Welcoming Komen’s New CEO and President
Earlier today, we were delighted to announce that we have named a new president and CEO for Susan G. Komen, the organization I founded on a promise to my dying sister Suzy more than 30 years ago. I’m very pleased to introduce you to Judith A. Salerno, M.D., M.S., who currently is executive director and chief operating officer of the prestigious and highly regarded Institute of Medicine.
Our Board of Directors has made an excellent choice in Judy, who has built a distinguished career as a medical doctor and in research, community health and public policy. I knew of Judy’s reputation in the medical and policy community, but met and came to know her during the interview process of the past few months. I’ve been struck not just by her credentials, but by her intelligence, her warmth, and her passion to serve people through research and public health programs. She has overseen billions of dollars of research, created innovative and meaningful public health outreach programs, and has a special interest in cancer issues in her role overseeing the National Cancer Policy Forum – a consortium of government, industry, academic, consumer, and other representatives that identifies and examines emerging high-priority policy issues in cancer.
Judy’s impressive career is chronicled in her official biography, and she has posted her first official blog with Komen earlier today. I hope that you will take time to read her message and her biography. You will be impressed.
As Judy transitions to her new role, I will focus at Susan G. Komen on two areas that have been my great passion over our 31 years. I said last August that once a new CEO was named, I would move from the CEO position overseeing the day-to-day operation of Komen, into a new role focused on global strategy and development. Komen has been working globally for more than a decade, sharing what we know about breast cancer advocacy in areas of the world where cancer is still stigmatized and resources very scarce.
The strength of our mission in the U.S. and abroad has made Komen an important voice in international women’s health. I’m proud to help advance that work as Global Goodwill Ambassador for Cancer Control for the World Health Organization, a member of the Council on Foreign Relations, and in establishing Komen as a co-founder for the Pink Ribbon Red Ribbon breast and cervical cancer outreach in Africa. The world is facing a coming cancer tsunami, especially in developing countries, which makes this work essential, and I won’t rest until I know that where you live will no longer determine whether you live.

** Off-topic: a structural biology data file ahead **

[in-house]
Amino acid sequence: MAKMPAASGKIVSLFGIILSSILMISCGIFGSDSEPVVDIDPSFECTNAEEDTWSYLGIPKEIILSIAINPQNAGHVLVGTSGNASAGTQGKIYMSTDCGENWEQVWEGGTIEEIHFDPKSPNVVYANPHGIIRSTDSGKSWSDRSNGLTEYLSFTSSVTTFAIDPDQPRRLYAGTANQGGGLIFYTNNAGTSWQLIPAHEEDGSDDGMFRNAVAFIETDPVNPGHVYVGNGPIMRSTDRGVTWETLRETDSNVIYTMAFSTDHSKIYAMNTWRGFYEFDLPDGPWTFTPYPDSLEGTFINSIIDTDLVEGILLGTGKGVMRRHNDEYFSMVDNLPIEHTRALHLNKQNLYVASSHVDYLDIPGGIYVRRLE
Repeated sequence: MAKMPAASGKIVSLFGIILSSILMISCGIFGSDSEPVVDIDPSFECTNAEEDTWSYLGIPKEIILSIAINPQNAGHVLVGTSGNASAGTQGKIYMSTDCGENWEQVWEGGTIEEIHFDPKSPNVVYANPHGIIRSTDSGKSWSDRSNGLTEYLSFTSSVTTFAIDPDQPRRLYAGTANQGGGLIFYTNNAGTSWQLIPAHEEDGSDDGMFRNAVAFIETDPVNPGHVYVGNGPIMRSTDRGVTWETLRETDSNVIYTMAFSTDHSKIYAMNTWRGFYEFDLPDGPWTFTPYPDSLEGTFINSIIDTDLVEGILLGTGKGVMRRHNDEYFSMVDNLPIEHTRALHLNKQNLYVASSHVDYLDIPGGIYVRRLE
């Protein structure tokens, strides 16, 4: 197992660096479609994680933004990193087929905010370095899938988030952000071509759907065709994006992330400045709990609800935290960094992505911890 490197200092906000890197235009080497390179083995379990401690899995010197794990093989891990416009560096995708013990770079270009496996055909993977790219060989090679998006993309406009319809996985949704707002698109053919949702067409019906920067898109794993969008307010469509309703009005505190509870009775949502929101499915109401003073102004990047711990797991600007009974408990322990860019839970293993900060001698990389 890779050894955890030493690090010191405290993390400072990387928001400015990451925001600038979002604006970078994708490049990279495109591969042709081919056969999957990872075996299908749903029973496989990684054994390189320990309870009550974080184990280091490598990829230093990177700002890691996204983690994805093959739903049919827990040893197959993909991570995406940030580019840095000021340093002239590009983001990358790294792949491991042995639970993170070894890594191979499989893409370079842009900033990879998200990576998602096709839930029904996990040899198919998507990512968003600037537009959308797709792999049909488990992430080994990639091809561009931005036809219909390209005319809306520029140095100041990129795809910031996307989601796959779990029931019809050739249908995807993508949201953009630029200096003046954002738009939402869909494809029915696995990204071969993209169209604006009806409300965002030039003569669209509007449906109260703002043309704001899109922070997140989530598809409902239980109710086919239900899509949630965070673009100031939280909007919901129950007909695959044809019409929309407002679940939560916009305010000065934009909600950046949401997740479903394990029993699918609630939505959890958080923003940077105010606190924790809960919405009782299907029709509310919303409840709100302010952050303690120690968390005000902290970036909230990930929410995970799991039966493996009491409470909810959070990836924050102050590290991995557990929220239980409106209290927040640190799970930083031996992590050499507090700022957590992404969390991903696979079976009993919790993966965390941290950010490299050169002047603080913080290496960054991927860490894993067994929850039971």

Of course, our mission requires funds to stay vital and to grow, and this is another area of significant interest to me. I’m delighted that I will continue to play a significant role as Komen’s lead fundraiser, working with Judy, our Board and our staff and Affiliates, on our development programs.
As I move into yet another role at this organization that I love so much, I can’t help but be proud and thankful for the people who make our work possible. In just our small sliver of time – 31 years — we’ve helped bring new treatments to patients. We’ve educated millions about a disease that we at one time talked about in whispers. We have put food on the table, paid for surgeries, bought wigs and prosthetics, and sometimes just held the hands of women at one of the most frightening times of their lives.
We have done all this, and continue to do it, because my promise to Suzy to find and deliver the cures for breast cancer has become a promise to all women. Thank you for making our promise a reality every single day.
And please read down for a special welcome from our new president and CEO.
About the author
Ambassador Nancy G. Brinker founded Susan G. Komen on a promise she made to her sister, Susan G. Komen, that she would do everything in her power to end breast cancer. She led a relentless breast cancer information and awareness campaign and succeeded in breaching the silence surrounding the disease, fundamentally changing the way it is talked about and treated. She started the Susan G. Komen Race for the Cure® and also pioneered cause-related marketing, both of which have had a profound impact on the breast cancer movement. An outspoken champion of all people with breast cancer as well as those who are at risk for developing the disease, Ambassador Brinker takes her cause and her passion all over the world, seeking the fresh input and international partnerships essential to ending breast cancer forever. Among her many leadership roles, Brinker served as U.S. Ambassador to Hungary from 2001-2003 and as U.S. Chief of Protocol from 2007-2009.